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Dixons disappears as website closed

Dixons is shutting up shop for the final time, as the plug is pulled on to focus on Currys and PC World.

Dixons is shutting up shop for the final time, as the plug is pulled on The high street electricals shop-turned-online gadget store sells its last bit of kit tomorrow, after 75 years in the technology game.

Aside from branches in airports, Dixons finds itself in new premises on the great high street in the sky, alongside other obsolete gadget shops Rumbelows, Radio Rentals, and the short-lived Best Buy (a couple of doors down from Bejam and Our Price).

The name lives on in a handful of airport shops and the title of parent company Dixons Retail. Formerly known as DSGi, the company also owns Currys and PC World. DSGi replaced all Dixons shops with the Currys brand six years ago, keeping the well-known high street brand name alive only as an online store.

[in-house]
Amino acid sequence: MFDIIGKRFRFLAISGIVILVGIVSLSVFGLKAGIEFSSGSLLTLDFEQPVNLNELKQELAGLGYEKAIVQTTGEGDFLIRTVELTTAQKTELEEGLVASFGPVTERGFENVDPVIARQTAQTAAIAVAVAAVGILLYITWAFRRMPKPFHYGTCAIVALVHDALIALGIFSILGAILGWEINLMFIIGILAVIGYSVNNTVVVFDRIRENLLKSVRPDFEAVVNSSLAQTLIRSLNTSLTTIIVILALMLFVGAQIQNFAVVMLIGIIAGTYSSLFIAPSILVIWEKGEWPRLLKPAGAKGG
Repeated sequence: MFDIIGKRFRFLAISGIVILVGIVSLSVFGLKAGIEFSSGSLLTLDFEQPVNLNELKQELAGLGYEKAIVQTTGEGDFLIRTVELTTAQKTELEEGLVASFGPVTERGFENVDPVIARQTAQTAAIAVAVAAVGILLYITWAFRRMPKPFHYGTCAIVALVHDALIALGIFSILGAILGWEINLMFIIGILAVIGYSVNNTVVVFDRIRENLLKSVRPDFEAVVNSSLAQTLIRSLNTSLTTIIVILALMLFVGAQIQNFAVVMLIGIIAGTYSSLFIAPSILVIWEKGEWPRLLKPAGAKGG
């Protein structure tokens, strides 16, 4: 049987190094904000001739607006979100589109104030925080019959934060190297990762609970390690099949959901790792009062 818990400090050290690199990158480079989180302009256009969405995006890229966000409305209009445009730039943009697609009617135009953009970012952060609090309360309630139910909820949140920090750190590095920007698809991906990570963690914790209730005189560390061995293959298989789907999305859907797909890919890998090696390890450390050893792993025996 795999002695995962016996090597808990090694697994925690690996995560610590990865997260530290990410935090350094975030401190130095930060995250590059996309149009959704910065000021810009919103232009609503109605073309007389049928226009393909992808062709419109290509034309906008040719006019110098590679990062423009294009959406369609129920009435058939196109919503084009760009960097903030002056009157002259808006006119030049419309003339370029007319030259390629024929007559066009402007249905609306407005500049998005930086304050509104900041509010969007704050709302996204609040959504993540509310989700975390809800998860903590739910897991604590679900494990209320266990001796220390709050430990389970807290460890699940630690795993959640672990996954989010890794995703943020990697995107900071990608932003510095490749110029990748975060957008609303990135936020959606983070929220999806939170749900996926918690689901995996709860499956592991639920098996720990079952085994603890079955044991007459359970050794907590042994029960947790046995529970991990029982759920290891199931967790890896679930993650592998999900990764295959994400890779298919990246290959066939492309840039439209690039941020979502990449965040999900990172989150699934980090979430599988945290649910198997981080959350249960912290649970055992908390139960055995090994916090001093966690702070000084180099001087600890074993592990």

Now the bean-counters have decided there's no space for three competing brands under its umbrella, and is getting rid of the Dixons website too. At the same time, Currys and PC World are getting new websites, which allow you to shop online then collect from a store. 

Dixons began life as a photographic studio in Southend in 1937. It quickly grew from a family business into the household name we all know and are ambivalent about.

Today's high street sees electrical retailers like Comet and Maplin battling not just Currys and PC World but also Amazon and the Internet, where prices tend to be cheaper -- and of course you can get top-quality advice from websites like this one 'ere. Still, there's no substitute for actually holding a new piece of kit in your hands.

Is it good riddance to Dixons, or the end of an era? What do you think of electrical shops today? Tell me your thoughts in the comments or on our Facebook page.